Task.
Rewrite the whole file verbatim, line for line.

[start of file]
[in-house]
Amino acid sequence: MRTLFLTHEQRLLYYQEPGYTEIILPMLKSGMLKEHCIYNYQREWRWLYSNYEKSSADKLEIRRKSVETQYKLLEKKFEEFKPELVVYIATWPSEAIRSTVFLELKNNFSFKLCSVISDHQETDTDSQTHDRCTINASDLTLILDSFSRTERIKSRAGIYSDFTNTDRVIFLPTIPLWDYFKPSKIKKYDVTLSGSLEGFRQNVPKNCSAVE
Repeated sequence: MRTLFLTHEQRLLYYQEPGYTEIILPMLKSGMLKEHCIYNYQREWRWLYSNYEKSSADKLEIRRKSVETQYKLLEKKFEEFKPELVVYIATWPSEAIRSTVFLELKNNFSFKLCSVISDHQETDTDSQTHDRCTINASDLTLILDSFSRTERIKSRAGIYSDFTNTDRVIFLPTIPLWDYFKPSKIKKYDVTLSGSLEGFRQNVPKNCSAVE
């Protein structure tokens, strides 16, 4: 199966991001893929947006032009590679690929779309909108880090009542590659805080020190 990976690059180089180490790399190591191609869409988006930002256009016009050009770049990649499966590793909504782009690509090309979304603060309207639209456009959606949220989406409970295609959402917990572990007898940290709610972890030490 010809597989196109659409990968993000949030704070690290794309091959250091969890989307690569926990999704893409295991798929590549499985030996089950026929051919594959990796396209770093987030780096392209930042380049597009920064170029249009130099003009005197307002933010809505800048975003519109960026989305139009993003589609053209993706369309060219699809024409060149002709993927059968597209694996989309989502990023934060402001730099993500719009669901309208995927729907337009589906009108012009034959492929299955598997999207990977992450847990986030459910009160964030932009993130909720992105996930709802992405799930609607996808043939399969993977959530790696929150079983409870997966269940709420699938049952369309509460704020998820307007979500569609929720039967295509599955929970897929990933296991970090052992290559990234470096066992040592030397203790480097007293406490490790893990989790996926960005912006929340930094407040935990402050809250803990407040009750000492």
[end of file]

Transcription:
[in-house]
Amino acid sequence: MRTLFLTHEQRLLYYQEPGYTEIILPMLKSGMLKEHCIYNYQREWRWLYSNYEKSSADKLEIRRKSVETQYKLLEKKFEEFKPELVVYIATWPSEAIRSTVFLELKNNFSFKLCSVISDHQETDTDSQTHDRCTINASDLTLILDSFSRTERIKSRAGIYSDFTNTDRVIFLPTIPLWDYFKPSKIKKYDVTLSGSLEGFRQNVPKNCSAVE
Repeated sequence: MRTLFLTHEQRLLYYQEPGYTEIILPMLKSGMLKEHCIYNYQREWRWLYSNYEKSSADKLEIRRKSVETQYKLLEKKFEEFKPELVVYIATWPSEAIRSTVFLELKNNFSFKLCSVISDHQETDTDSQTHDRCTINASDLTLILDSFSRTERIKSRAGIYSDFTNTDRVIFLPTIPLWDYFKPSKIKKYDVTLSGSLEGFRQNVPKNCSAVE
């Protein structure tokens, strides 16, 4: 199966991001893929947006032009590679690929779309909108880090009542590659805080020190 990976690059180089180490790399190591191609869409988006930002256009016009050009770049990649499966590793909504782009690509090309979304603060309207639209456009959606949220989406409970295609959402917990572990007898940290709610972890030490 010809597989196109659409990968993000949030704070690290794309091959250091969890989307690569926990999704893409295991798929590549499985030996089950026929051919594959990796396209770093987030780096392209930042380049597009920064170029249009130099003009005197307002933010809505800048975003519109960026989305139009993003589609053209993706369309060219699809024409060149002709993927059968597209694996989309989502990023934060402001730099993500719009669901309208995927729907337009589906009108012009034959492929299955598997999207990977992450847990986030459910009160964030932009993130909720992105996930709802992405799930609607996808043939399969993977959530790696929150079983409870997966269940709420699938049952369309509460704020998820307007979500569609929720039967295509599955929970897929990933296991970090052992290559990234470096066992040592030397203790480097007293406490490790893990989790996926960005912006929340930094407040935990402050809250803990407040009750000492």